Yung panalong libro nina Rolando Borrinaga (The Balangiga Conflict Revisited) and Bob Couttie (Hang the Dogs) ang main sources ko. Both interestingly published by New Day. Dinayo ko pa sa opisina nila. Sulit. Maraming paglilinaw, pagliliwanag.

Did you also dig deeper into the notorious Gen. Jacob Smith (the American military leader who became a symbol of the brutal US retaliation to Filipino resistance in Balangiga), so that you had a more thorough portrait of the man?

I did, though hindi namin nagamit. Ganoon naman talaga sa research, maraming nakakalap, pero marami ring kailangang isantabi. I chose to focus on the emotional core. This film is not about General Smith nor the massacred American troops, not even the balangiganons who killed them. Pinoy common man ang tutok nito. Isang proto‑dysfunctional na pamilya ng mga namatayan–lumilikas mula sa Balangiga patungong Quinapundan. Kadalasan wala tayo sa mga aklat. At best, footnote. Etsa puwera ika nga. Dito sa film kong ito, karaniwang Pinoy experience ang pinagtuunan ko, ano ang epekto ng digmaan, ng pagwawala ng mga Amerikano sa pamilyang Pilipino. The entire American force is represented here by a deafmute soldier with PTSD (post‑traumatic stress disorder).

Who did you cast for that crucial role? Who are the other featured actors in the cast?

Si Henry Strzalkowski ang gumanap sa boses ni Howling Smith (in the body of a mystical Biringan bird). Si Henry ang boses ni Dr. Armstrong sa paboritong Marcos cartoon na Voltes V. Nasa Daimos din siya.

Nagpunta kami ngTacloban and Samar to cast the two main actors: Kulas is played by eight‑year‑old Justine Samson and the grandfather Apoy Buroy is 66‑year‑old Pio del Rio. Both are non‑actors. The toddler Bola is two‑year‑old Warren Tuaño from where we shot, Botolan, Zambales. Also Melchora, the one‑horned carabao that flies, and Salvi, the chicken with blue and gold feathers.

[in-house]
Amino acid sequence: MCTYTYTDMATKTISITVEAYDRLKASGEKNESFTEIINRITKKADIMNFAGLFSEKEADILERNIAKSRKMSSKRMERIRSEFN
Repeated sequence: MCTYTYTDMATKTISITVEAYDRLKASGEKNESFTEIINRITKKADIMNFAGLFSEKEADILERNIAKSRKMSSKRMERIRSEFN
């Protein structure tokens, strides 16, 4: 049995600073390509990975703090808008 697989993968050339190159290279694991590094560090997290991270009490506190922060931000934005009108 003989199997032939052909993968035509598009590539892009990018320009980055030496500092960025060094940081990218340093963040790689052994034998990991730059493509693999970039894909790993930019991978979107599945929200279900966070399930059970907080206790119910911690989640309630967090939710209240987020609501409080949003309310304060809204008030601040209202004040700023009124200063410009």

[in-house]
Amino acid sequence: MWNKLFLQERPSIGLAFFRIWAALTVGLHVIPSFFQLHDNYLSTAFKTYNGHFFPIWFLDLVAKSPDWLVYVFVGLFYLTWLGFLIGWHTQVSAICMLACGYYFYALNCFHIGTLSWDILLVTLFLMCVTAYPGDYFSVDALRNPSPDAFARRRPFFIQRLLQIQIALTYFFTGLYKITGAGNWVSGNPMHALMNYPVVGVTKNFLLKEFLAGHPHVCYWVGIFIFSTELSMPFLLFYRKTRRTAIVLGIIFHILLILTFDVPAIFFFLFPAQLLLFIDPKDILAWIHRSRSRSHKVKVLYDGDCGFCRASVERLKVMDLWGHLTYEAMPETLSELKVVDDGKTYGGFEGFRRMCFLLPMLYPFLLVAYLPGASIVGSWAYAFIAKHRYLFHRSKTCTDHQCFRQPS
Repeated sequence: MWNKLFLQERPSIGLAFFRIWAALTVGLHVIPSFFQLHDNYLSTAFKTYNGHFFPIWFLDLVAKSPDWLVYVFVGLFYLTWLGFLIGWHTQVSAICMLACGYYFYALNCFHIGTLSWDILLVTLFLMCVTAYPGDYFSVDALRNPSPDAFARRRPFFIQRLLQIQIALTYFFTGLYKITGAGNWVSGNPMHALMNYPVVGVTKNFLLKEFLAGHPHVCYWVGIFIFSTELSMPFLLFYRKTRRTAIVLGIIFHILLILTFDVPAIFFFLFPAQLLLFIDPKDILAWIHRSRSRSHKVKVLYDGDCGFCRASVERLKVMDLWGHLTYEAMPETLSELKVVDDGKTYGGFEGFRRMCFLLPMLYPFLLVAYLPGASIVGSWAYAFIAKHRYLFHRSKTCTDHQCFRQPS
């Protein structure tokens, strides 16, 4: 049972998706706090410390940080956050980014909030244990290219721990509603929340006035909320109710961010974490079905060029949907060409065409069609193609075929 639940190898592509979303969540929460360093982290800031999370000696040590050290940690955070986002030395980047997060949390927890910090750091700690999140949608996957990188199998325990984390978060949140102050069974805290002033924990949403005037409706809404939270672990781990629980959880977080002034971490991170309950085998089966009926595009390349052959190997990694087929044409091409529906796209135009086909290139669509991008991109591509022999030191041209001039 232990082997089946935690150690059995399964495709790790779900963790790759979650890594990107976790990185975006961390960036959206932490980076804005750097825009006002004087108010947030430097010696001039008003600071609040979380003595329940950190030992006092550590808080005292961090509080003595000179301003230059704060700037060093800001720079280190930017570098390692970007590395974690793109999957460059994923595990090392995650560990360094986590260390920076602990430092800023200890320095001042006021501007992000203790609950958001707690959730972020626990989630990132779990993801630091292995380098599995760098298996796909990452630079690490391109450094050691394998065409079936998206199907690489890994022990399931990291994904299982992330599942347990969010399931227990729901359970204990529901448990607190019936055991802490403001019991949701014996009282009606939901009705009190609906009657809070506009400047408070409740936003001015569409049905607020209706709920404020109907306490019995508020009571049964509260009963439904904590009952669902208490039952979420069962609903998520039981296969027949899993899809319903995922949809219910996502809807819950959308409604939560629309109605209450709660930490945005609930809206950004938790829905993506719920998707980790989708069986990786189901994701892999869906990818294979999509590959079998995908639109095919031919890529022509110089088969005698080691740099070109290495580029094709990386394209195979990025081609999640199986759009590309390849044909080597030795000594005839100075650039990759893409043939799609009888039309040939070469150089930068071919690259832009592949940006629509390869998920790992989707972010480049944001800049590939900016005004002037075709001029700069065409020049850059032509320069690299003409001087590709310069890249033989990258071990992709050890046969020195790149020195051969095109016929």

By the way, two of the Waray songs I wrote/composed are sung by Max Surban and Lolita Carbon. With cameos by Lourd de Veyra as a banduria player whose son was killed by the Americans, Rox Lee as a crazy priest, Jun Sabayton as a Samareño who’s also fleeing from the Americans.

Since this is for a business‑oriented news site, let me go to the financial aspect of filmmaking. What have been your sources of funding over the years, and whose support did you seek this time for this project?

Hubert Bals Fund of the International Film Festival Rotterdam supported several of my films: The Family That Eats SoulMondomanilaEdsa XXX, Desaparadiso, Kommander KulasCameroon Love Letter. Other foreign grants and commissions. Also some German funds via my german co‑producers Stephan Holl and Antoinette Köster of Rapid Eye Movies with whom I did Ruined HeartAlipato: The Very Brief Life Of An Ember, and Mondomanila, among others. The rest is through my own pockets. Balangiga had a seed money of P1million, a grant from QCinema where the 1st cut / work‑in‑progress will be shown this Oct. 21 at Trinoma. We’re still looking for funds to pay the rest of the film crew, shoot additional scenes, post‑production, etc.